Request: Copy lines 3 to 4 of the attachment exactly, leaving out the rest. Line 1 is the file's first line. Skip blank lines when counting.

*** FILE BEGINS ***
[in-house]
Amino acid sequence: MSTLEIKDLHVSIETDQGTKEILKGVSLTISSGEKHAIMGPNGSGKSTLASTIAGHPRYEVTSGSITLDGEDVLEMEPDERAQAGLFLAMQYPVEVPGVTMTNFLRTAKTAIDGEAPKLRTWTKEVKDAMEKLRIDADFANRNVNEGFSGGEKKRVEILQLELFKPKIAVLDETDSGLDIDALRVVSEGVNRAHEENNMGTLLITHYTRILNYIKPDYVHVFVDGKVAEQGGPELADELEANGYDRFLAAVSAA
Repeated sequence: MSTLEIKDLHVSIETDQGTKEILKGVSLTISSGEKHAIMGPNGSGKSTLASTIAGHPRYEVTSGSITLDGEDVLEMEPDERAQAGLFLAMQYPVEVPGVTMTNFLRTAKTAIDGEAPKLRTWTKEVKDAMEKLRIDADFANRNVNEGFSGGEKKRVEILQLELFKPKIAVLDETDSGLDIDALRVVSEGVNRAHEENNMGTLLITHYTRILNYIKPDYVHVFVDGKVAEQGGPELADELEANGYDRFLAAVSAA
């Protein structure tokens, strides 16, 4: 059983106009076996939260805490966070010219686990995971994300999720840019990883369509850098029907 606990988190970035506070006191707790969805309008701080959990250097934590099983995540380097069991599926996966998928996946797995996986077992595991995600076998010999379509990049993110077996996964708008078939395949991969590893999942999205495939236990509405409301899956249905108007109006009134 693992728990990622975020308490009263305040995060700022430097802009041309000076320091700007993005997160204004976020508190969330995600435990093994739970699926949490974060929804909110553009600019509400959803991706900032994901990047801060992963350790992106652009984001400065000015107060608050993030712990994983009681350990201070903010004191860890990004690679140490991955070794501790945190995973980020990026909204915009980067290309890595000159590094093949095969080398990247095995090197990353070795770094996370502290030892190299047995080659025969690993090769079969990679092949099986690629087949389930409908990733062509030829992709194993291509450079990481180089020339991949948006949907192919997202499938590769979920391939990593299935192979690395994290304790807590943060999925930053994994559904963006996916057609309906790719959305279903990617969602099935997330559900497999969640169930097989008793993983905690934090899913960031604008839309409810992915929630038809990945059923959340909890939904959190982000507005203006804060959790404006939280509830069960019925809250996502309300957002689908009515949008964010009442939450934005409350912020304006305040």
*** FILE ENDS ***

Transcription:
Repeated sequence: MSTLEIKDLHVSIETDQGTKEILKGVSLTISSGEKHAIMGPNGSGKSTLASTIAGHPRYEVTSGSITLDGEDVLEMEPDERAQAGLFLAMQYPVEVPGVTMTNFLRTAKTAIDGEAPKLRTWTKEVKDAMEKLRIDADFANRNVNEGFSGGEKKRVEILQLELFKPKIAVLDETDSGLDIDALRVVSEGVNRAHEENNMGTLLITHYTRILNYIKPDYVHVFVDGKVAEQGGPELADELEANGYDRFLAAVSAA
């Protein structure tokens, strides 16, 4: 059983106009076996939260805490966070010219686990995971994300999720840019990883369509850098029907 606990988190970035506070006191707790969805309008701080959990250097934590099983995540380097069991599926996966998928996946797995996986077992595991995600076998010999379509990049993110077996996964708008078939395949991969590893999942999205495939236990509405409301899956249905108007109006009134 693992728990990622975020308490009263305040995060700022430097802009041309000076320091700007993005997160204004976020508190969330995600435990093994739970699926949490974060929804909110553009600019509400959803991706900032994901990047801060992963350790992106652009984001400065000015107060608050993030712990994983009681350990201070903010004191860890990004690679140490991955070794501790945190995973980020990026909204915009980067290309890595000159590094093949095969080398990247095995090197990353070795770094996370502290030892190299047995080659025969690993090769079969990679092949099986690629087949389930409908990733062509030829992709194993291509450079990481180089020339991949948006949907192919997202499938590769979920391939990593299935192979690395994290304790807590943060999925930053994994559904963006996916057609309906790719959305279903990617969602099935997330559900497999969640169930097989008793993983905690934090899913960031604008839309409810992915929630038809990945059923959340909890939904959190982000507005203006804060959790404006939280509830069960019925809250996502309300957002689908009515949008964010009442939450934005409350912020304006305040």